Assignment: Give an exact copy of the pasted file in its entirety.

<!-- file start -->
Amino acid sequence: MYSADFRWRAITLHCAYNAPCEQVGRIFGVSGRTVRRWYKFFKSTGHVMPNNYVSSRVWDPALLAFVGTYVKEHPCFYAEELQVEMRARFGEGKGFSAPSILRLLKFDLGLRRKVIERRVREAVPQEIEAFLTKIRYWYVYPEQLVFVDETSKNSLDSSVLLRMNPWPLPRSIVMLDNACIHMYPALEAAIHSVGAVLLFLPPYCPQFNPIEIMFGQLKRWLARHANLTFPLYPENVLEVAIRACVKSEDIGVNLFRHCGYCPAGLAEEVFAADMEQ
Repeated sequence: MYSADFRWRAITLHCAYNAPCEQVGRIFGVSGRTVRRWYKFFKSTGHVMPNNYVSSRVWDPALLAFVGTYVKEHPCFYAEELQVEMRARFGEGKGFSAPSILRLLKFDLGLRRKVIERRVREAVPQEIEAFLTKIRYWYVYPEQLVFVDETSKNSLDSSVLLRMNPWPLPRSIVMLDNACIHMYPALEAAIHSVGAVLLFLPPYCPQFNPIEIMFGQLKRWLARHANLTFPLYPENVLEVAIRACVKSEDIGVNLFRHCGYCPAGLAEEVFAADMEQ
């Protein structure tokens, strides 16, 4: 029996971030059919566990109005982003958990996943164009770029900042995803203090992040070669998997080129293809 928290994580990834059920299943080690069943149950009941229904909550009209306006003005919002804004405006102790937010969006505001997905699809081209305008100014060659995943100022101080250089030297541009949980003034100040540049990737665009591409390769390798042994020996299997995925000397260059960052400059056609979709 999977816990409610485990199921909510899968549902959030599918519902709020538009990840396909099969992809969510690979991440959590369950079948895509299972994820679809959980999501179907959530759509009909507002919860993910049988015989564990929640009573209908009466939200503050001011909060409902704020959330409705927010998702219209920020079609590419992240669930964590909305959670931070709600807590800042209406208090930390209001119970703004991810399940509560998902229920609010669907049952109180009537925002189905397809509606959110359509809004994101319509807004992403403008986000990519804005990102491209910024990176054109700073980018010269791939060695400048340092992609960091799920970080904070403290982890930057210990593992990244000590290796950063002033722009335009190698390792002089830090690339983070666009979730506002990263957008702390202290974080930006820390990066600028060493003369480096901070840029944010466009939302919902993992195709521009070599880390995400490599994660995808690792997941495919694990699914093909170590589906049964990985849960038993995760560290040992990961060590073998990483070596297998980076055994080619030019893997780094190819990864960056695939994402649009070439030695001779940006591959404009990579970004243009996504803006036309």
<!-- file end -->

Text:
Amino acid sequence: MYSADFRWRAITLHCAYNAPCEQVGRIFGVSGRTVRRWYKFFKSTGHVMPNNYVSSRVWDPALLAFVGTYVKEHPCFYAEELQVEMRARFGEGKGFSAPSILRLLKFDLGLRRKVIERRVREAVPQEIEAFLTKIRYWYVYPEQLVFVDETSKNSLDSSVLLRMNPWPLPRSIVMLDNACIHMYPALEAAIHSVGAVLLFLPPYCPQFNPIEIMFGQLKRWLARHANLTFPLYPENVLEVAIRACVKSEDIGVNLFRHCGYCPAGLAEEVFAADMEQ
Repeated sequence: MYSADFRWRAITLHCAYNAPCEQVGRIFGVSGRTVRRWYKFFKSTGHVMPNNYVSSRVWDPALLAFVGTYVKEHPCFYAEELQVEMRARFGEGKGFSAPSILRLLKFDLGLRRKVIERRVREAVPQEIEAFLTKIRYWYVYPEQLVFVDETSKNSLDSSVLLRMNPWPLPRSIVMLDNACIHMYPALEAAIHSVGAVLLFLPPYCPQFNPIEIMFGQLKRWLARHANLTFPLYPENVLEVAIRACVKSEDIGVNLFRHCGYCPAGLAEEVFAADMEQ
């Protein structure tokens, strides 16, 4: 029996971030059919566990109005982003958990996943164009770029900042995803203090992040070669998997080129293809 928290994580990834059920299943080690069943149950009941229904909550009209306006003005919002804004405006102790937010969006505001997905699809081209305008100014060659995943100022101080250089030297541009949980003034100040540049990737665009591409390769390798042994020996299997995925000397260059960052400059056609979709 999977816990409610485990199921909510899968549902959030599918519902709020538009990840396909099969992809969510690979991440959590369950079948895509299972994820679809959980999501179907959530759509009909507002919860993910049988015989564990929640009573209908009466939200503050001011909060409902704020959330409705927010998702219209920020079609590419992240669930964590909305959670931070709600807590800042209406208090930390209001119970703004991810399940509560998902229920609010669907049952109180009537925002189905397809509606959110359509809004994101319509807004992403403008986000990519804005990102491209910024990176054109700073980018010269791939060695400048340092992609960091799920970080904070403290982890930057210990593992990244000590290796950063002033722009335009190698390792002089830090690339983070666009979730506002990263957008702390202290974080930006820390990066600028060493003369480096901070840029944010466009939302919902993992195709521009070599880390995400490599994660995808690792997941495919694990699914093909170590589906049964990985849960038993995760560290040992990961060590073998990483070596297998980076055994080619030019893997780094190819990864960056695939994402649009070439030695001779940006591959404009990579970004243009996504803006036309």